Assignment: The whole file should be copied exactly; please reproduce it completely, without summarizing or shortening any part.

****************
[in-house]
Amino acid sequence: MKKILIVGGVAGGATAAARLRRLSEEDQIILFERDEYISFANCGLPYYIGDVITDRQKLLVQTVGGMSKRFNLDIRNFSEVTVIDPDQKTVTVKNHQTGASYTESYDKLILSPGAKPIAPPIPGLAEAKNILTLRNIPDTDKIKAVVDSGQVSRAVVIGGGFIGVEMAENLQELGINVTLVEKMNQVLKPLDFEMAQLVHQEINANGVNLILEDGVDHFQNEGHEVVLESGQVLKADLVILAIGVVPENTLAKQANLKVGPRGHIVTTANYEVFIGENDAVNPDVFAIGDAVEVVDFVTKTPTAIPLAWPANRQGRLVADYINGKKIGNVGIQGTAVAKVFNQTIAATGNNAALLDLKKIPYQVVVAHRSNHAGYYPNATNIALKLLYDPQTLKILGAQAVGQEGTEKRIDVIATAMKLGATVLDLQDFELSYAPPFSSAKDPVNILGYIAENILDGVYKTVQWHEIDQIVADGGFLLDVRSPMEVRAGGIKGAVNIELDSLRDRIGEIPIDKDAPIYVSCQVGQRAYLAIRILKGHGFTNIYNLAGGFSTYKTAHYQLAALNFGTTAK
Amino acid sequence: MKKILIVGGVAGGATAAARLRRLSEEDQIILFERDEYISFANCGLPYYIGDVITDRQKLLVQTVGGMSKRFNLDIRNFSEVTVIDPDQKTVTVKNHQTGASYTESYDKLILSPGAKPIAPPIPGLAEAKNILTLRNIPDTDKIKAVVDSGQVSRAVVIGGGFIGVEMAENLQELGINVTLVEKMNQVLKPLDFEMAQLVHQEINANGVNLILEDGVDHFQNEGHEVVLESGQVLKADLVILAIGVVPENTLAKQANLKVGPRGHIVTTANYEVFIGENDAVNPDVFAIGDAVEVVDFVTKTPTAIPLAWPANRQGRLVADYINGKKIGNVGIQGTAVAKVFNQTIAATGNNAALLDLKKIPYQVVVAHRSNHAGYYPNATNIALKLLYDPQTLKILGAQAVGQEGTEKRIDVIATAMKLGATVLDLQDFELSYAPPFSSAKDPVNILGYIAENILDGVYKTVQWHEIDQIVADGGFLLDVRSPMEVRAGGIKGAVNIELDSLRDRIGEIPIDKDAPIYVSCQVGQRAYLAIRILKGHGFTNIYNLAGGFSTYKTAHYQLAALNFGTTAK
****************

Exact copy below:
[in-house]
Amino acid sequence: MKKILIVGGVAGGATAAARLRRLSEEDQIILFERDEYISFANCGLPYYIGDVITDRQKLLVQTVGGMSKRFNLDIRNFSEVTVIDPDQKTVTVKNHQTGASYTESYDKLILSPGAKPIAPPIPGLAEAKNILTLRNIPDTDKIKAVVDSGQVSRAVVIGGGFIGVEMAENLQELGINVTLVEKMNQVLKPLDFEMAQLVHQEINANGVNLILEDGVDHFQNEGHEVVLESGQVLKADLVILAIGVVPENTLAKQANLKVGPRGHIVTTANYEVFIGENDAVNPDVFAIGDAVEVVDFVTKTPTAIPLAWPANRQGRLVADYINGKKIGNVGIQGTAVAKVFNQTIAATGNNAALLDLKKIPYQVVVAHRSNHAGYYPNATNIALKLLYDPQTLKILGAQAVGQEGTEKRIDVIATAMKLGATVLDLQDFELSYAPPFSSAKDPVNILGYIAENILDGVYKTVQWHEIDQIVADGGFLLDVRSPMEVRAGGIKGAVNIELDSLRDRIGEIPIDKDAPIYVSCQVGQRAYLAIRILKGHGFTNIYNLAGGFSTYKTAHYQLAALNFGTTAK
Amino acid sequence: MKKILIVGGVAGGATAAARLRRLSEEDQIILFERDEYISFANCGLPYYIGDVITDRQKLLVQTVGGMSKRFNLDIRNFSEVTVIDPDQKTVTVKNHQTGASYTESYDKLILSPGAKPIAPPIPGLAEAKNILTLRNIPDTDKIKAVVDSGQVSRAVVIGGGFIGVEMAENLQELGINVTLVEKMNQVLKPLDFEMAQLVHQEINANGVNLILEDGVDHFQNEGHEVVLESGQVLKADLVILAIGVVPENTLAKQANLKVGPRGHIVTTANYEVFIGENDAVNPDVFAIGDAVEVVDFVTKTPTAIPLAWPANRQGRLVADYINGKKIGNVGIQGTAVAKVFNQTIAATGNNAALLDLKKIPYQVVVAHRSNHAGYYPNATNIALKLLYDPQTLKILGAQAVGQEGTEKRIDVIATAMKLGATVLDLQDFELSYAPPFSSAKDPVNILGYIAENILDGVYKTVQWHEIDQIVADGGFLLDVRSPMEVRAGGIKGAVNIELDSLRDRIGEIPIDKDAPIYVSCQVGQRAYLAIRILKGHGFTNIYNLAGGFSTYKTAHYQLAALNFGTTAK